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What work makes policy?


  • Hal Colebatch



The mainstream policy literature identifies a number of activities as part of ‘policy-making’: ‘policy analysis’, ‘policy advice’, ‘decision-making’, and perhaps also ‘implementation’ and ‘evaluation’. Describing policy in these terms is compatible with the Western cultural account, and these terms tend to be applied to positions, organisational segments and official procedures. But policy practitioners tend to find that on the one hand, their experience of their work bears little resemblance to the assumptions in this policy-making model, and on the other, that policy outcomes seem to reflect much broader processes than the work of specialist functionaries. On closer examination, we find that our thinking about policy activity draws on several distinct and potentially conflicting perspectives, and that what is seen as ‘policy work’ depends on the conceptualisation of the policy process. Framing the question in this way helps to understand the apparent differences between mainstream (American) accounts of policy activity and policy practice in other political systems. Copyright Springer Science+Business Media, LLP 2006

Suggested Citation

  • Hal Colebatch, 2006. "What work makes policy?," Policy Sciences, Springer;Society of Policy Sciences, vol. 39(4), pages 309-321, December.
  • Handle: RePEc:kap:policy:v:39:y:2006:i:4:p:309-321
    DOI: 10.1007/s11077-006-9025-4

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    Citations are extracted by the CitEc Project, subscribe to its RSS feed for this item.

    Cited by:

    1. Farhad Mukhtarov & Andrea Gerlak, 2014. "Epistemic forms of integrated water resources management: towards knowledge versatility," Policy Sciences, Springer;Society of Policy Sciences, vol. 47(2), pages 101-120, June.
    2. Jonathan Craft, 2015. "Conceptualizing the policy work of partisan advisers," Policy Sciences, Springer;Society of Policy Sciences, vol. 48(2), pages 135-158, June.
    3. Sedlačko Michal & Staroňová Katarína, 2015. "An Overview of Discourses on Knowledge in Policy: Thinking Knowledge, Policy and Conflict Together," Central European Journal of Public Policy, Sciendo, vol. 9(2), pages 10-31, December.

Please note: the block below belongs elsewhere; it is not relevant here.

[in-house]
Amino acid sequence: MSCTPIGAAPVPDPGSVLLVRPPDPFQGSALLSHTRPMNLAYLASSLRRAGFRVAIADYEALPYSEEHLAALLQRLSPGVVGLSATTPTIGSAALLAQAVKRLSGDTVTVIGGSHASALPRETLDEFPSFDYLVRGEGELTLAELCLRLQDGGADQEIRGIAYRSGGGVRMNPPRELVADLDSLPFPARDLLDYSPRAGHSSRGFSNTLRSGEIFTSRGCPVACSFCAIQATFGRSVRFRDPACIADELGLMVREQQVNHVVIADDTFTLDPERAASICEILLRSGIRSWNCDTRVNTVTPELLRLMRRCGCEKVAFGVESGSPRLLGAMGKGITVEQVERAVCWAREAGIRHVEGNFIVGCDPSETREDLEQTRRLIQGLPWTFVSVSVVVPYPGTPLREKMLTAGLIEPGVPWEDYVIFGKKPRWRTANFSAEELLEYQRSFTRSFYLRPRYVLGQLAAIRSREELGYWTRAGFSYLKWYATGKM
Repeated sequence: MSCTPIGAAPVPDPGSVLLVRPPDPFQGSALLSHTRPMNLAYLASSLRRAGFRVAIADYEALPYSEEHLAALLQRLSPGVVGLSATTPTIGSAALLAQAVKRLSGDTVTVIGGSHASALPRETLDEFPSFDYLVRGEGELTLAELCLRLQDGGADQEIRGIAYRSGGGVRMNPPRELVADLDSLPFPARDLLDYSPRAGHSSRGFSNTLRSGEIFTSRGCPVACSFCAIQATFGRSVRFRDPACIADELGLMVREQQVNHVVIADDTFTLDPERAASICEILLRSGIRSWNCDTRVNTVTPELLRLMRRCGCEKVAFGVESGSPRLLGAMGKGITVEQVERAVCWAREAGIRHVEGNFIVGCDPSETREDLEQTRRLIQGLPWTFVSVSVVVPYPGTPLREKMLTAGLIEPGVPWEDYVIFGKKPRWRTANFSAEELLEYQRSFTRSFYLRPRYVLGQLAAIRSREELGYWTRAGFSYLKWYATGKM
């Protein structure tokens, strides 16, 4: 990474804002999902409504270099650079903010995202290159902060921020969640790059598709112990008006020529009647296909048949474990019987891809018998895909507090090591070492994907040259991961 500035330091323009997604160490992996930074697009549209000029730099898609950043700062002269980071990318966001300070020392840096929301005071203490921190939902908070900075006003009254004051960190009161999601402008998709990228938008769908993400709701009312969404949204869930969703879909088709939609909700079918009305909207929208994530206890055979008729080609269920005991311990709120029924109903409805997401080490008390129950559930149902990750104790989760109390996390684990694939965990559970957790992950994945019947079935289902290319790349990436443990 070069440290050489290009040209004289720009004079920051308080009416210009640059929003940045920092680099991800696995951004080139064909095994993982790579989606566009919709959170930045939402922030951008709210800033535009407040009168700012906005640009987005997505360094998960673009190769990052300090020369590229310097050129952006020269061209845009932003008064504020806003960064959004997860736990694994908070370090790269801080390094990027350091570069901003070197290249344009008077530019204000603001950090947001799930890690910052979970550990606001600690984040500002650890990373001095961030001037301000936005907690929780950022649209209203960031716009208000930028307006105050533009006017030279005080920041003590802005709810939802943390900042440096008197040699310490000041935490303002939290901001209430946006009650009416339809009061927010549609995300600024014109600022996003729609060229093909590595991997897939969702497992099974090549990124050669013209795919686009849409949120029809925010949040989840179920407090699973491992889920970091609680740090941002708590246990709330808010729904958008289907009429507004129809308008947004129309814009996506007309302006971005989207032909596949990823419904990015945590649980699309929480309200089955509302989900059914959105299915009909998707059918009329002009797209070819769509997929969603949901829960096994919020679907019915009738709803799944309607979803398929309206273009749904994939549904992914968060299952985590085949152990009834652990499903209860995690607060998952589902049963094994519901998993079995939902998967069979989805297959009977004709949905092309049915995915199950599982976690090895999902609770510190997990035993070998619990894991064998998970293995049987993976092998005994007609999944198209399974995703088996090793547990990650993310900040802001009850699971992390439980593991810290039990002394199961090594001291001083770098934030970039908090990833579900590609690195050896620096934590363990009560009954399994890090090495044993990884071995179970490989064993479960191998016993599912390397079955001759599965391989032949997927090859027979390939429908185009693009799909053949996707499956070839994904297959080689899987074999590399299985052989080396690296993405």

4. Ann-Charlotte Nedlund & Peter Garpenby, 2014. "Puzzling about problems: the ambiguous search for an evidence-based strategy for handling influx of health technology," Policy Sciences, Springer;Society of Policy Sciences, vol. 47(4), pages 367-386, December.
    5. Novotný Vilém, 2015. "Czech Study of Public Policy in the Perspective of Three Dominant Approaches," Central European Journal of Public Policy, Sciendo, vol. 9(1), pages 8-29, May.
    6. Anna Wesselink & Hal Colebatch & Warren Pearce, 2014. "Evidence and policy: discourses, meanings and practices," Policy Sciences, Springer;Society of Policy Sciences, vol. 47(4), pages 339-344, December.
    7. Koen Bartels, 2013. "Research as Usual: How Researching Public Problems Affects Problem Solving," Working Papers 13002, Bangor Business School, Prifysgol Bangor University (Cymru / Wales).
    8. Caspar F. Berg, 2017. "Dynamics in the Dutch policy advisory system: externalization, politicization and the legacy of pillarization," Policy Sciences, Springer;Society of Policy Sciences, vol. 50(1), pages 63-84, March.
    9. Nambiar, Devaki, 2013. "India's “tryst” with universal health coverage: Reflections on ethnography in Indian health policymaking," Social Science & Medicine, Elsevier, vol. 99(C), pages 135-142.
    10. Anna Wesselink & Andy Gouldson, 2014. "Pathways to impact in local government: the mini-Stern review as evidence in policy making in the Leeds City Region," Policy Sciences, Springer;Society of Policy Sciences, vol. 47(4), pages 403-424, December.


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